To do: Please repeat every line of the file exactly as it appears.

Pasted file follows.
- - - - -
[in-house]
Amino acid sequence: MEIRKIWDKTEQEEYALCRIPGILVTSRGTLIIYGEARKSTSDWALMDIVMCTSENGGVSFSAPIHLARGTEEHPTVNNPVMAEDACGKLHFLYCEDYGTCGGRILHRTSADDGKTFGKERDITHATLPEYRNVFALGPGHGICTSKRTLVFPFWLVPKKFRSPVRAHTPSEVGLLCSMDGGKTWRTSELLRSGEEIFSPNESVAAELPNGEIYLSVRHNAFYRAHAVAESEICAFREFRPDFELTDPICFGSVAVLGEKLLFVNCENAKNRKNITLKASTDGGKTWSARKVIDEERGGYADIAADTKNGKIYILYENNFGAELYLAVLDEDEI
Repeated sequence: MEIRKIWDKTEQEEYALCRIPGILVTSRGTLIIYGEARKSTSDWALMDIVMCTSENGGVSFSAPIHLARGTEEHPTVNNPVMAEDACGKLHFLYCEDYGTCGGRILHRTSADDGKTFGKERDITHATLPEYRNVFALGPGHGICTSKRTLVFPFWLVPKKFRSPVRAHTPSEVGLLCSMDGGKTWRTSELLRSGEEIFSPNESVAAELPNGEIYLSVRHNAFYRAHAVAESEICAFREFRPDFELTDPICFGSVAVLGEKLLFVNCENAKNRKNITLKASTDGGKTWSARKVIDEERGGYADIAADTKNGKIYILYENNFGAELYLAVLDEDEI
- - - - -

[in-house]
Amino acid sequence: MEIRKIWDKTEQEEYALCRIPGILVTSRGTLIIYGEARKSTSDWALMDIVMCTSENGGVSFSAPIHLARGTEEHPTVNNPVMAEDACGKLHFLYCEDYGTCGGRILHRTSADDGKTFGKERDITHATLPEYRNVFALGPGHGICTSKRTLVFPFWLVPKKFRSPVRAHTPSEVGLLCSMDGGKTWRTSELLRSGEEIFSPNESVAAELPNGEIYLSVRHNAFYRAHAVAESEICAFREFRPDFELTDPICFGSVAVLGEKLLFVNCENAKNRKNITLKASTDGGKTWSARKVIDEERGGYADIAADTKNGKIYILYENNFGAELYLAVLDEDEI
Repeated sequence: MEIRKIWDKTEQEEYALCRIPGILVTSRGTLIIYGEARKSTSDWALMDIVMCTSENGGVSFSAPIHLARGTEEHPTVNNPVMAEDACGKLHFLYCEDYGTCGGRILHRTSADDGKTFGKERDITHATLPEYRNVFALGPGHGICTSKRTLVFPFWLVPKKFRSPVRAHTPSEVGLLCSMDGGKTWRTSELLRSGEEIFSPNESVAAELPNGEIYLSVRHNAFYRAHAVAESEICAFREFRPDFELTDPICFGSVAVLGEKLLFVNCENAKNRKNITLKASTDGGKTWSARKVIDEERGGYADIAADTKNGKIYILYENNFGAELYLAVLDEDEI